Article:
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Now that your students aren’t beginners anymore, what do they need to keep developing their flute and musical skills? The flute police! I’m joking, of course, but in a way I’m not. The interactions with and interventions by their teachers, both their band directors and private instructors (if they have one), during their first two or three years of playing are really critical for determining how long they continue playing and the level of competency they achieve.  In order to keep my own students on track, here’s what I have to be constantly vigilant about for them:

  • Embouchure, embouchure, embouchure – make sure they are shaping the right size aperture, know where the flute is placed on their bottom lip, and that they understand how to change the direction of the air without changing the size of the aperture.
  • Blowing – as important as embouchure. You can have a great embouchure, but it’s not of much value if you’re not putting air into the instrument. Likewise, a student can have great technique, but it is of little use if you can’t hear them due to insufficient air. Be sure to teach kids to drive the air with their abdominal muscles (often referred to as “support”).
  • Balancing the flute and hand positions – turn the headjoint back and turn the mechanism more forward just a little so the weight of the mechanism is more on top, rather than dragging the flute back. Left hand and wrist under the flute to support the weight, right hand behind the flute with fingers extended. Right thumb under and more on the back side of the instrument.
  • Posture – align shoulders over hips, whether sitting or standing. Turn head left about 45 degrees and bring the flute up into playing position. The plane of the body and plane of the flute intersect near the left shoulder. The end of the flute should be in line with your nose rather than in line with your right ear (you will be amazed at the difference in the sound with just this one simple adjustment).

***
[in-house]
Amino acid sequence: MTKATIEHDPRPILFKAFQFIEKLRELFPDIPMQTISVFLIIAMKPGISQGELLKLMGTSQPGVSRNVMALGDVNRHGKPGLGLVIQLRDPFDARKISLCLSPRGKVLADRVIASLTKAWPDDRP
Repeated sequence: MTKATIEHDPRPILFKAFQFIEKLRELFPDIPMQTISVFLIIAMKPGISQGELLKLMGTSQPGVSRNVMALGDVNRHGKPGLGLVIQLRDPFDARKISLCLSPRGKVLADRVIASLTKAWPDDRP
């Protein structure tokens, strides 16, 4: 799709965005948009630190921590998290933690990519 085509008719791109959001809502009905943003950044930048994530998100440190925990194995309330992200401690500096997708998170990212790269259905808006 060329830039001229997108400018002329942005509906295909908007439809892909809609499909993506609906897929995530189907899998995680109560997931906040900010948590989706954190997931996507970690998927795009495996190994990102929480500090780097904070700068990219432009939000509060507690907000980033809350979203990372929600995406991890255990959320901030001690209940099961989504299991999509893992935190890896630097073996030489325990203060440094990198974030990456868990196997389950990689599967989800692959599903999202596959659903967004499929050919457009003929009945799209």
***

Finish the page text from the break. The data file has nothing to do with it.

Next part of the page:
• Technique – teach the kids the patterns of music including scales and arpeggios in all major keys. Teach your flute students to play in sharp keys. I get it! Band repertoire puts the flute parts into flat keys in order to accommodate the transposing instruments. However, you severely limit the playing options available to your flute students if they never play in any other keys besides F, Bb and Eb until they get to high school. And teach them the correct fingerings in the third octave.
  • Counting and rhythm – be sure to teach kids to count for themselves rather than learning rhythm by rote. In more than 30 years of teaching lessons in schools, I have seen band teachers whose students have excellent counting skills and those whose students couldn’t count their way out of a paper bag until someone “shows them how it goes”. The student who understands rhythm and can figure out music they are learning on their own is much more likely to stick with playing long term. They will be able to benefit from your instruction about ensemble skills more readily because they will be more flexible and adaptable.

If you find these entries useful, please subscribe, share with your colleagues and come back regularly for more flute tips. Feel free to comment. If you have a topic you would like to see explored more fully, you can contact me privately on Facebook or email me at dr_cate@sbcglobal.net. For information about clinics and workshops click here.

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